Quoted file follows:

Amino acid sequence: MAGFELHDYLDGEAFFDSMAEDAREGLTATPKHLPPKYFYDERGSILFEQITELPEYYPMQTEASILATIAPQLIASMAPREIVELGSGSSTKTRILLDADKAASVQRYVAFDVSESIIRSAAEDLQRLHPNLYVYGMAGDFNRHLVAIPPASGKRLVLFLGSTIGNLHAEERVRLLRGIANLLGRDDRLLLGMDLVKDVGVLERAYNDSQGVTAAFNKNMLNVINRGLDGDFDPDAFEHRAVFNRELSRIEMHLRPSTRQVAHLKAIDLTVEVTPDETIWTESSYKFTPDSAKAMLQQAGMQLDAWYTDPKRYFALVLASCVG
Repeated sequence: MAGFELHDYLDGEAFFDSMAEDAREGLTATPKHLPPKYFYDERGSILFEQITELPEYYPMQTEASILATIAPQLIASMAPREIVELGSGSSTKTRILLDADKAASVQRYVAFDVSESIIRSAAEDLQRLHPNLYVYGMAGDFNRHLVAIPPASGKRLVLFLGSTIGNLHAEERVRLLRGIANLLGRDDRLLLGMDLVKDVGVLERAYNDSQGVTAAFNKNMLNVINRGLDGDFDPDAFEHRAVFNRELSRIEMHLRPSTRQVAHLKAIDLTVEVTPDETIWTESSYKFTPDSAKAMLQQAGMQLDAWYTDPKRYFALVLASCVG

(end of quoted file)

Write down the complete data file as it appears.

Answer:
Amino acid sequence: MAGFELHDYLDGEAFFDSMAEDAREGLTATPKHLPPKYFYDERGSILFEQITELPEYYPMQTEASILATIAPQLIASMAPREIVELGSGSSTKTRILLDADKAASVQRYVAFDVSESIIRSAAEDLQRLHPNLYVYGMAGDFNRHLVAIPPASGKRLVLFLGSTIGNLHAEERVRLLRGIANLLGRDDRLLLGMDLVKDVGVLERAYNDSQGVTAAFNKNMLNVINRGLDGDFDPDAFEHRAVFNRELSRIEMHLRPSTRQVAHLKAIDLTVEVTPDETIWTESSYKFTPDSAKAMLQQAGMQLDAWYTDPKRYFALVLASCVG
Repeated sequence: MAGFELHDYLDGEAFFDSMAEDAREGLTATPKHLPPKYFYDERGSILFEQITELPEYYPMQTEASILATIAPQLIASMAPREIVELGSGSSTKTRILLDADKAASVQRYVAFDVSESIIRSAAEDLQRLHPNLYVYGMAGDFNRHLVAIPPASGKRLVLFLGSTIGNLHAEERVRLLRGIANLLGRDDRLLLGMDLVKDVGVLERAYNDSQGVTAAFNKNMLNVINRGLDGDFDPDAFEHRAVFNRELSRIEMHLRPSTRQVAHLKAIDLTVEVTPDETIWTESSYKFTPDSAKAMLQQAGMQLDAWYTDPKRYFALVLASCVG